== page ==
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jrbBBQ
05-16-2012, 06:08 PM
I've been having trouble finding briskets with thick flats this year. I was thinking about cutting them on the bias, but I didn't know if it would effect tenderness. I don't think it would, but I'd like to hear from people who do it or have done it in a competition. thanks.

Ford
05-16-2012, 08:43 PM
I've seen it done but it's a lot harder to get consistent slices. Try it at home first.

pigmaker23
05-16-2012, 08:44 PM
I think you should try and report back the results. :caked:


QUOTE=jrbBBQ;2056378]I've been having trouble finding briskets with thick flats this year. I was thinking about cutting them on the bias, but I didn't know if it would effect tenderness. I don't think it would, but I'd like to hear from people who do it or have done it in a competition. thanks.[/QUOTE]

roksmith
05-17-2012, 10:29 AM
agree with Ford.. it would be more difficult to cut consistent slices.
It will also slightly affect the tenderness. Anytime you cut any way except right across the grain, you will "toughen up" the meat a bit. Not really, but that's the perception when it's tasted. It's a trick we sometimes use when our brisket or pork is a bit too tender. Cutting slightly off grain will allow a slice to stay together a bit more.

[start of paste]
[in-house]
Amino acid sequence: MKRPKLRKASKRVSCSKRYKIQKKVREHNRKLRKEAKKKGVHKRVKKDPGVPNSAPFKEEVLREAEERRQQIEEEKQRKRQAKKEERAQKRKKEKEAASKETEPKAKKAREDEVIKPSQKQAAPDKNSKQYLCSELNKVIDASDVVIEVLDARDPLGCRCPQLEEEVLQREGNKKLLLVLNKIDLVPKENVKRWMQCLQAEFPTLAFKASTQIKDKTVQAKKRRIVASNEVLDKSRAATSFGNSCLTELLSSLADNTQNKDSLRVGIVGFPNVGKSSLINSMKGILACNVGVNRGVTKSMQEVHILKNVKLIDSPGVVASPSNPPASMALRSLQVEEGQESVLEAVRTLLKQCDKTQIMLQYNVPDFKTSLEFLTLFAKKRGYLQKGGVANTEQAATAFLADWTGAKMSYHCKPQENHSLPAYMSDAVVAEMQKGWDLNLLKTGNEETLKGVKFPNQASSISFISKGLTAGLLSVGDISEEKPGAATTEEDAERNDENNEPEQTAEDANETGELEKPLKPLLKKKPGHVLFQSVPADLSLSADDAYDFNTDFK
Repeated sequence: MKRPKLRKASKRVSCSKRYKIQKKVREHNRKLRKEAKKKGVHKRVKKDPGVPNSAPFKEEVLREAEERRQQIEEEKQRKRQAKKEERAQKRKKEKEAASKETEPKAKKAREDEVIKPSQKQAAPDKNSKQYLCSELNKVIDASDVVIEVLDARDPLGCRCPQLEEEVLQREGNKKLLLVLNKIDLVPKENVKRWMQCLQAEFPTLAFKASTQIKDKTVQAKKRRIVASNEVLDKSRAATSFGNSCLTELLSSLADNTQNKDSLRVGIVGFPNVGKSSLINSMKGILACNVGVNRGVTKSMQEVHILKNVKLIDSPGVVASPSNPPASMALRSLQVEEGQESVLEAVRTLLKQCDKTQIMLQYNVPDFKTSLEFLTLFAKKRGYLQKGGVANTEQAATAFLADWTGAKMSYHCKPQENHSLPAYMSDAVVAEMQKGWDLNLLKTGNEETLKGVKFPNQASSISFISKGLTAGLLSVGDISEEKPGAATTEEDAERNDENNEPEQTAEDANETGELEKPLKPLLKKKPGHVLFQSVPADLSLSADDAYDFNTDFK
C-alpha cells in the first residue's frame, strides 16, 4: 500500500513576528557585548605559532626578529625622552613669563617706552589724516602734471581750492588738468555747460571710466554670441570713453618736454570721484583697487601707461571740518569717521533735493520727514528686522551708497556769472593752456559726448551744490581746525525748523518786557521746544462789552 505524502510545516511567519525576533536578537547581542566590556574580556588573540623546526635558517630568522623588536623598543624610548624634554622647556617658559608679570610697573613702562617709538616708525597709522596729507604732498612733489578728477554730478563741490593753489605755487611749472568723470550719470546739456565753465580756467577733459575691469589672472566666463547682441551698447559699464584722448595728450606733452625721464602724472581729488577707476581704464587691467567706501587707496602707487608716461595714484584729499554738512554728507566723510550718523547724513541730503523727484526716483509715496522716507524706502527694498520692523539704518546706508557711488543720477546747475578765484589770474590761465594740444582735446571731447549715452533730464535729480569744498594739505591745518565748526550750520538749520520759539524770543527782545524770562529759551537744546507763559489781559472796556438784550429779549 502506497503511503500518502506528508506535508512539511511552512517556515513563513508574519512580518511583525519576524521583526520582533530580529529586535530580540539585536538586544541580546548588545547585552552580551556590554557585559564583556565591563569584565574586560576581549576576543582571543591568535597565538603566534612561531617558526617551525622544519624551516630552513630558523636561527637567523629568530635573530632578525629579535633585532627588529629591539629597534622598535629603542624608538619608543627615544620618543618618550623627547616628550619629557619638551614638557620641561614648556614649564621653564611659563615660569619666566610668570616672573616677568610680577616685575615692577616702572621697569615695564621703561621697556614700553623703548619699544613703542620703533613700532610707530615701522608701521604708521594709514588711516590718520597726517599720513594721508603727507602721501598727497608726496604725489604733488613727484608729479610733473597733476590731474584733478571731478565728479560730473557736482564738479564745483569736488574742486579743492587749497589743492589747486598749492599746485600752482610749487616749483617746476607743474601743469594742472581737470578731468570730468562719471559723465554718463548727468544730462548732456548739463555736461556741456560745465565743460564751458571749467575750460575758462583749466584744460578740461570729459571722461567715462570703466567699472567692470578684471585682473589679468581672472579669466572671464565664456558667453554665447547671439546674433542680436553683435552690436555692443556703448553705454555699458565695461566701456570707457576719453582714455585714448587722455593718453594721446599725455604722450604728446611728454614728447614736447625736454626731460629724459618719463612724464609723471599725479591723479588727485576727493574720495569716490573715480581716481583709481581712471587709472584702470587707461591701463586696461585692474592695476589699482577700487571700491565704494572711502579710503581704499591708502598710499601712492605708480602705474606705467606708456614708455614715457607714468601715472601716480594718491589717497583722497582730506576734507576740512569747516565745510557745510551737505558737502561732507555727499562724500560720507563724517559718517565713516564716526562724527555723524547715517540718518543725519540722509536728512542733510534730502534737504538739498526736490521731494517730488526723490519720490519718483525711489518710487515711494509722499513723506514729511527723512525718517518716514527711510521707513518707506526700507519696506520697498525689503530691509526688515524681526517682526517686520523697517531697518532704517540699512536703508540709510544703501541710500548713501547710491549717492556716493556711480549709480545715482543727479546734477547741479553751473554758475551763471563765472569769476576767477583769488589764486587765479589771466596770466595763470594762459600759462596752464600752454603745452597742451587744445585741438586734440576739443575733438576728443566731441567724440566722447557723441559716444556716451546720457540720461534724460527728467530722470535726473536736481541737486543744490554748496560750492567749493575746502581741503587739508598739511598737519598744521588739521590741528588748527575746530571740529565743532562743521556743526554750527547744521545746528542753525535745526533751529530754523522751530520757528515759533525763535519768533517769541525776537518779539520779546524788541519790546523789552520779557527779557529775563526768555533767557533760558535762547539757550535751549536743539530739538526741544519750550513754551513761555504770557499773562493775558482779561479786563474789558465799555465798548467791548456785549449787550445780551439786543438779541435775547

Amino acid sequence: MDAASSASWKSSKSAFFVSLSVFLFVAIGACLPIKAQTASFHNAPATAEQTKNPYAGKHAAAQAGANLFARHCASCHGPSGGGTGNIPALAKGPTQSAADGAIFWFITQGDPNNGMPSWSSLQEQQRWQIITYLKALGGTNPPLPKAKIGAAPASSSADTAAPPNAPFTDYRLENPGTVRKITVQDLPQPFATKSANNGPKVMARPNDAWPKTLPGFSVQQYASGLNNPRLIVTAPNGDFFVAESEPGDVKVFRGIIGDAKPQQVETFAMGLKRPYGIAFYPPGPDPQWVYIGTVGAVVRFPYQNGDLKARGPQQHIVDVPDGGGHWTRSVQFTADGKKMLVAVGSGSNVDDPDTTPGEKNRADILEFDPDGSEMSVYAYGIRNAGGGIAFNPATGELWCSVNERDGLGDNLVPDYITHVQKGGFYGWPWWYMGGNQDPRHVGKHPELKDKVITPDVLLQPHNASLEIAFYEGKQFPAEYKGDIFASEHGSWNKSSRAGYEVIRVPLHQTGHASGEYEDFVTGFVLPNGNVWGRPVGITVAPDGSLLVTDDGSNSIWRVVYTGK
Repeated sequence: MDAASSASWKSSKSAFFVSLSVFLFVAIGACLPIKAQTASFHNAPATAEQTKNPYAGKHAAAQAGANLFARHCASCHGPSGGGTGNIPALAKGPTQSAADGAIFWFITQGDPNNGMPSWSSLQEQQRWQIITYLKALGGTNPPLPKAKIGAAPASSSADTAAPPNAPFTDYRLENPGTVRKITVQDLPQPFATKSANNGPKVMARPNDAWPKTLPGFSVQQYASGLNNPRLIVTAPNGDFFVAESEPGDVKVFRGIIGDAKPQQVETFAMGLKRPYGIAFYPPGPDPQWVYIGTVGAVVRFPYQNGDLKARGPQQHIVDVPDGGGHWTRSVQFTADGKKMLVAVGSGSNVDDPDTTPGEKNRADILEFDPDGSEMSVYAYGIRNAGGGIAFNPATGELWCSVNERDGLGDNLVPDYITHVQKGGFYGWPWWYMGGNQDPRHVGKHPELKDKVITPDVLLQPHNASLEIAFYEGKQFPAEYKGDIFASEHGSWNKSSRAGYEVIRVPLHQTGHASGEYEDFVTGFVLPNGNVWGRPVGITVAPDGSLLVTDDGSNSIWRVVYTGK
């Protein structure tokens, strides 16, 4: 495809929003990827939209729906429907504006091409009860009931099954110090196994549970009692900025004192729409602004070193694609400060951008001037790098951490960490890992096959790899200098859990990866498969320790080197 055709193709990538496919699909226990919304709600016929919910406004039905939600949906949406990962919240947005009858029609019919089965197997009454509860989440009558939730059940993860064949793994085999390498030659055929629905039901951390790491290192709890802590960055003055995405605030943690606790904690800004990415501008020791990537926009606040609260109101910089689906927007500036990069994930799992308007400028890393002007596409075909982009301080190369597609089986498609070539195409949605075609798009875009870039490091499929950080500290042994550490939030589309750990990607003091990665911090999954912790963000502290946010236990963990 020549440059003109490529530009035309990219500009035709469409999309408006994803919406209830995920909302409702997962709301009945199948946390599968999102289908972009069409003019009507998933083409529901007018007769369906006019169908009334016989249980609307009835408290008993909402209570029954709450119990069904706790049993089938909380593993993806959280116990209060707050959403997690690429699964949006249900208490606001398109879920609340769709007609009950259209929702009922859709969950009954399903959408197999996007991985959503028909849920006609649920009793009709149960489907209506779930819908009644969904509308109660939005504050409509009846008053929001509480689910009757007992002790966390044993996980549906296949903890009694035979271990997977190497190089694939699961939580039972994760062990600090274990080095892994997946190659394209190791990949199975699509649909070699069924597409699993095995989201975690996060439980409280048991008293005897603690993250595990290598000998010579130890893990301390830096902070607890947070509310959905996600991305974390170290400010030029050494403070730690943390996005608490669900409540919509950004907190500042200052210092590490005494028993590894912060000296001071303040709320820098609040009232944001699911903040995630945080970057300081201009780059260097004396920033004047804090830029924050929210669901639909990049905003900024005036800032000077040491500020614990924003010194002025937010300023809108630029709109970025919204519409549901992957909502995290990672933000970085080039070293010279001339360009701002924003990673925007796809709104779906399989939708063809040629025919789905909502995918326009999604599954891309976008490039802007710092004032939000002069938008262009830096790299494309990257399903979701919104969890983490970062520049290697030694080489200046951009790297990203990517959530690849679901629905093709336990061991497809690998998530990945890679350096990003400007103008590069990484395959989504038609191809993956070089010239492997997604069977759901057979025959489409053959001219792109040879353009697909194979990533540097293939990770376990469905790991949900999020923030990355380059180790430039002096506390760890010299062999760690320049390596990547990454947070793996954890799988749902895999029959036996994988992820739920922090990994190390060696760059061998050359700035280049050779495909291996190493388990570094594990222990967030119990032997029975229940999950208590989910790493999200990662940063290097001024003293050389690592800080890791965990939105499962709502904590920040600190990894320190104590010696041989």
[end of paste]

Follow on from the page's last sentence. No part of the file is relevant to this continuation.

Ford
05-17-2012, 10:34 AM
agree with Ford.. it would be more difficult to cut consistent slices.
It will also slightly affect the tenderness. Anytime you cut any way except right across the grain, you will "toughen up" the meat a bit. Not really, but that's the perception when it's tasted. It's a trick we sometimes use when our brisket or pork is a bit too tender. Cutting slightly off grain will allow a slice to stay together a bit more.

Bias slicing still cuts cross grain. Same cut line. I do it with flank steak for fajitas. It doesn't impact tenderness. But I don't care then if slices are same thickness as sometimes the knife angle is not the same top to edge.

roksmith
05-17-2012, 11:18 AM
It's across the grain, but not straight across. The fibers of meat are slightly longer when you cut on the bias, therefore it appears slightly less tender and holds together better. The same way you can cut slightly underdone brisket thinner and make it appear more tender, or slightly overdone brisket thicker to hold it together. It doesn't truly affect the tenderness, but the shorter the fibers the easier it pulls part and chews. Anything you do to lengthen the fibers alters the perceived tenderness.

Jacked UP BBQ
05-17-2012, 11:30 AM
I always cut on the bias, seems to work for me.